Chi-square test has been performed after cross-tabulation. Table 3 shows the results with the levels of significance for the Chi-square test. Rejecting the null hypothesis, there is no association or significant difference in frequency occurring socioeconomic condition between the pre- and post-displacement. The Chi-square test results indicate that a significant difference exists in socioeconomic condition between the pre- and post-displacement in both the study areas. Table 7 illustrates that monthly income, types of occupation, pattern of housing, sanitation condition, children educational status (study area-II), and the nature of security were significant (Hypothesis (Ho) = Calvalue Tabvalue = Significant) in the pre- and post-displacement in both the study areas. As a result, the null hypothesis (Ho) was rejected and the alternative hypothesis (H1) was accepted. Besides, source of drinking water and health-care facilities was non-significant (Hypothesis (Ho) = Calvalue Tabvalue = Non-significant) in the pre- and post-displacement in both the study areas. As a result, the null hypothesis (Ho) was accepted and the alternative hypothesis (H1) was rejected.
From the study, it is found that changing pattern of monthly income of climate displaced people in pre- and post-displacement situations was significant [Table 7]. Although their income level positively changed from pre- to post-displacement situation, satisfaction level was low compared to the pre-displacement situation in both the study areas. Displaced people claimed that, although their monthly income increased, it was insufficient in their families.
Types of occupations of climate displaced people in the pre- and post-displacement situation were significant [Table 7]. Although in the pre-displacement situation, villagers were engaged in one or more types of occupation at a time and nobody was unemployed. However, unemployment problem was a common scenario in the post-displacement situation. In original areas, people met traditional occupations which were practiced from their father and grandfather, besides brotherhood relation existed between occupation owners and workers. As a result, nobody was left unemployed. Furthermore, in destination areas, displaced people faced new or unknown environment where none of them were known. As a result, they could not get themselves engaged in new occupations easily. Finally, they faced hardcore poverty, eventually engaged in different informal activities.
Housing condition of climate displaced people in the pre- and post-displacement situation was significant [Table 7]. The housing pattern did not change in the pre- and post-displacement situation in the study area- I, though people move beyond their island or Upazila after a certain period to find the shelter and livelihood. Besides, in the Banskhali, the house pattern was built with local materials, particularly straw build house, earthen wall and tin, earthen roof and straw, “Gool Pata,” and so on. As a result, their housing pattern did not change in pre- and post-displacement areas.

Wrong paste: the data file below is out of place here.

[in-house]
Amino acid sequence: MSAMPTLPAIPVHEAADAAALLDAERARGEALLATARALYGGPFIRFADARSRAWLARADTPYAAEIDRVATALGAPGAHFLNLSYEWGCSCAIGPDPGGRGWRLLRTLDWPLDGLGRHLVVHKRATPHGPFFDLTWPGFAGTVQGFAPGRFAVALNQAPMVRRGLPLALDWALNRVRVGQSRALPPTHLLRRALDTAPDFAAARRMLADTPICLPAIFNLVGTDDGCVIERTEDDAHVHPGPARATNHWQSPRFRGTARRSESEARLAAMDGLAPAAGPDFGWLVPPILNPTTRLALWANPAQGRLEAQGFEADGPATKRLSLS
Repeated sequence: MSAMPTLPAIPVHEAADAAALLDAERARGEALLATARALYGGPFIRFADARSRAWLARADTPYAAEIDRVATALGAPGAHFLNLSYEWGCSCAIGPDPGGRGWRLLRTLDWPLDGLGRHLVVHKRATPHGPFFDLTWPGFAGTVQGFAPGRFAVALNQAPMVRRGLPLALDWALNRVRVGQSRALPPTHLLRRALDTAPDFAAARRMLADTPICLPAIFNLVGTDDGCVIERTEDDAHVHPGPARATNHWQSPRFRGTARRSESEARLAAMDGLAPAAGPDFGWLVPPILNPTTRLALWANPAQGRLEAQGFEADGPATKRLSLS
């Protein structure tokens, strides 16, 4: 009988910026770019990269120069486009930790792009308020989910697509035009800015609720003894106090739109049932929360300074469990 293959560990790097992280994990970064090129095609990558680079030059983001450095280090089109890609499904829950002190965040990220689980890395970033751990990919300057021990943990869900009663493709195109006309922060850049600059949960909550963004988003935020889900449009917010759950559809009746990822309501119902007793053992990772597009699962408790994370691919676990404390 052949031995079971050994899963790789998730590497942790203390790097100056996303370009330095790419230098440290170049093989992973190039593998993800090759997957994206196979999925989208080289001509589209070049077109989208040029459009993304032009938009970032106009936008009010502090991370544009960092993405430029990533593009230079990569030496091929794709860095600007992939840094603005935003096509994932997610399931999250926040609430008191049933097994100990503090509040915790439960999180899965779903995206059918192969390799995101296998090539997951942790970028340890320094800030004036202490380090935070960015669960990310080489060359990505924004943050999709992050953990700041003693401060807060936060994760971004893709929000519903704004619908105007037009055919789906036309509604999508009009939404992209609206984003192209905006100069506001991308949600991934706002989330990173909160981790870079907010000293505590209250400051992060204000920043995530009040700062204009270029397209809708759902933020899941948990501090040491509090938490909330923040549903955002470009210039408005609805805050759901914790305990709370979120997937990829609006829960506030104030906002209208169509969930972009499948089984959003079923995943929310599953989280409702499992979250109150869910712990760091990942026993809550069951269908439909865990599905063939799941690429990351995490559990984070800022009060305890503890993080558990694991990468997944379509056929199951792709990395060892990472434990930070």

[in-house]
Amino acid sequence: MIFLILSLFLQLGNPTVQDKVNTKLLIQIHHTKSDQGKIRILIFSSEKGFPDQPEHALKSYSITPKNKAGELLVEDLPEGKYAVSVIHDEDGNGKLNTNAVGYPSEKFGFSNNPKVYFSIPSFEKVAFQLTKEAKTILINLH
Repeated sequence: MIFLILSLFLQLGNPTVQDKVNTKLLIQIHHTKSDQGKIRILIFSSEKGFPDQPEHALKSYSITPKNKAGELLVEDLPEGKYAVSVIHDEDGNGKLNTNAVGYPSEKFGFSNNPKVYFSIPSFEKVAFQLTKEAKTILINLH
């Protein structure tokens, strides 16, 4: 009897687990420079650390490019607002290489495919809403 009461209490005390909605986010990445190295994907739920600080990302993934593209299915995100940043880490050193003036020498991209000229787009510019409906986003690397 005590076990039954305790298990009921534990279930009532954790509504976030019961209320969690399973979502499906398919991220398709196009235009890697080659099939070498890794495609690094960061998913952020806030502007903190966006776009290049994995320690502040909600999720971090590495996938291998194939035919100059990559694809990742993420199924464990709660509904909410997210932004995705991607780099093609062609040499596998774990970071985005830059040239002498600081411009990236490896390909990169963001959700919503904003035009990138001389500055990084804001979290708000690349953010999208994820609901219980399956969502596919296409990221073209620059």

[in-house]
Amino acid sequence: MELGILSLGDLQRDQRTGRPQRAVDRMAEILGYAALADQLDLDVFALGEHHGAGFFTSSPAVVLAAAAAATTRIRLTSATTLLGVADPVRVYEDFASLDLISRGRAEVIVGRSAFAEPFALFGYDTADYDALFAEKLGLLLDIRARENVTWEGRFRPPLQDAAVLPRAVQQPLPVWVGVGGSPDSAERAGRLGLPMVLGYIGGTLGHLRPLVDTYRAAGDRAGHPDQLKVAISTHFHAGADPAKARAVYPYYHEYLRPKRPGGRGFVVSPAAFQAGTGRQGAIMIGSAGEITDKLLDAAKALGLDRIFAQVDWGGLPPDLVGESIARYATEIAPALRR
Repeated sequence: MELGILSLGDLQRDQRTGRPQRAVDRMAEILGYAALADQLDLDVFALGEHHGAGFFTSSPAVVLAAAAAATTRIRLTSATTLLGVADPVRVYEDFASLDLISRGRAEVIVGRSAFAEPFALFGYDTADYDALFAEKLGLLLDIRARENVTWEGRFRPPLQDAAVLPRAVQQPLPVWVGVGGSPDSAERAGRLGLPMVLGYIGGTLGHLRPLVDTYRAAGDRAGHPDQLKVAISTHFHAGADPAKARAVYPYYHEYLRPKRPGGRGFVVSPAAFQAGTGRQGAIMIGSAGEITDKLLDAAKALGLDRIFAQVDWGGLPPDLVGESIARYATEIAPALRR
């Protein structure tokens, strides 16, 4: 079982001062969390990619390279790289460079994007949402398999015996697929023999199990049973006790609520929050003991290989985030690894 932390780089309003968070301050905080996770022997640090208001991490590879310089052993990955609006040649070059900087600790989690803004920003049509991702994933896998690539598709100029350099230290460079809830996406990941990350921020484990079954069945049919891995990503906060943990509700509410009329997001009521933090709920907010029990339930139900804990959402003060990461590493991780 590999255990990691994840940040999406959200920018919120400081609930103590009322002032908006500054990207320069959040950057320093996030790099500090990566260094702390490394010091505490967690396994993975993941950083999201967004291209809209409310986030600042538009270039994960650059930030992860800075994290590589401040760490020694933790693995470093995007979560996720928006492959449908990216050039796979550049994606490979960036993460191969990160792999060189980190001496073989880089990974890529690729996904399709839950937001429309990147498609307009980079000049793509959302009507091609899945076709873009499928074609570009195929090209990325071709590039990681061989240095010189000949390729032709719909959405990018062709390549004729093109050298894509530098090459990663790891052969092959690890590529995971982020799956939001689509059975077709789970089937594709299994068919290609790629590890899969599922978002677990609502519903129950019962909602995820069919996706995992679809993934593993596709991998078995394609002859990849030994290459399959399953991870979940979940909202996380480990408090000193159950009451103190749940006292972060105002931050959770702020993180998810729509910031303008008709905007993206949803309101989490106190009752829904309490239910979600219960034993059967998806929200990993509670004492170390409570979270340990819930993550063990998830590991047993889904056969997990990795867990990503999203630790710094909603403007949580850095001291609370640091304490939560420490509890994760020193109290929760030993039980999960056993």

Sources of drinking water of climate displaced people in the pre- and post-displacement situation were non-significant [Table 7]. Hence, the same proportions of drinking water sources and their satisfaction level were non-significant of null hypothesis. In Banskhali area, after displacement, most of the villagers did not go out of their locality. They rebuilt their house on polder/embankment in the same village; as a result, their drinking water sources were the same.
Sanitation condition in the pre- and post-displacement situations of the displaced people was significant [Table 7]. In the study area-I, displaced people used open place and open toilet and also few portions were used hygienic toilet for sanitation purposes in the pre-displacement situation. Besides, most of displaced people were used hygienic toilet and most of them used the open toilet in the post-displacement situation. In the study area-II, displaced people used the open place along with hygienic toilet and the situation did not change among pre- and post-displaced situations.
Health-care facilities of climate displaced people in the pre- and post-displacement situation were non-significant [Table 7]. In the study area-I, villagers received health-care services from Polli Doctor in the pre-displacement situation. Large proportions of displaced people received health-care services from local pharmacy, Polli Doctor, union health-care center, and government medical in the post-displacement situation. In Banskhali area (pre- and post-situation), displaced villagers received health care from the Polli Doctor in pre- and post-displacement situations. Health-care facilities were almost the same as well as their satisfaction level in both the study areas.
In Kutubdia area, children’s education of climate displaced people in the pre- and post-displacement situation was non-significant, beside it was significantly in a Banskhali area [Table 7]. In both the study areas, the children’s education of displaced people received from government educational institution in pre- and post-displacement situations. After displacement, guardian or displaced people were not interested to provide child education in both the areas. The security condition of climate displaced people in the pre- and post-displacement situation was significant [Table 7]. In Kutubdia areas, villager only felt risk of natural disaster in the pre-displacement situation. However, in the post-displacement situation, displaced people felt not only risk of natural disaster but also local political harassment and gangster/muscle man problem. In Banshkhali area, villagers only felt the risk of natural disaster in the pre-displacement situation. However, in the post-displacement situation, displaced people felt not only the risk of natural disaster but also local political harassment.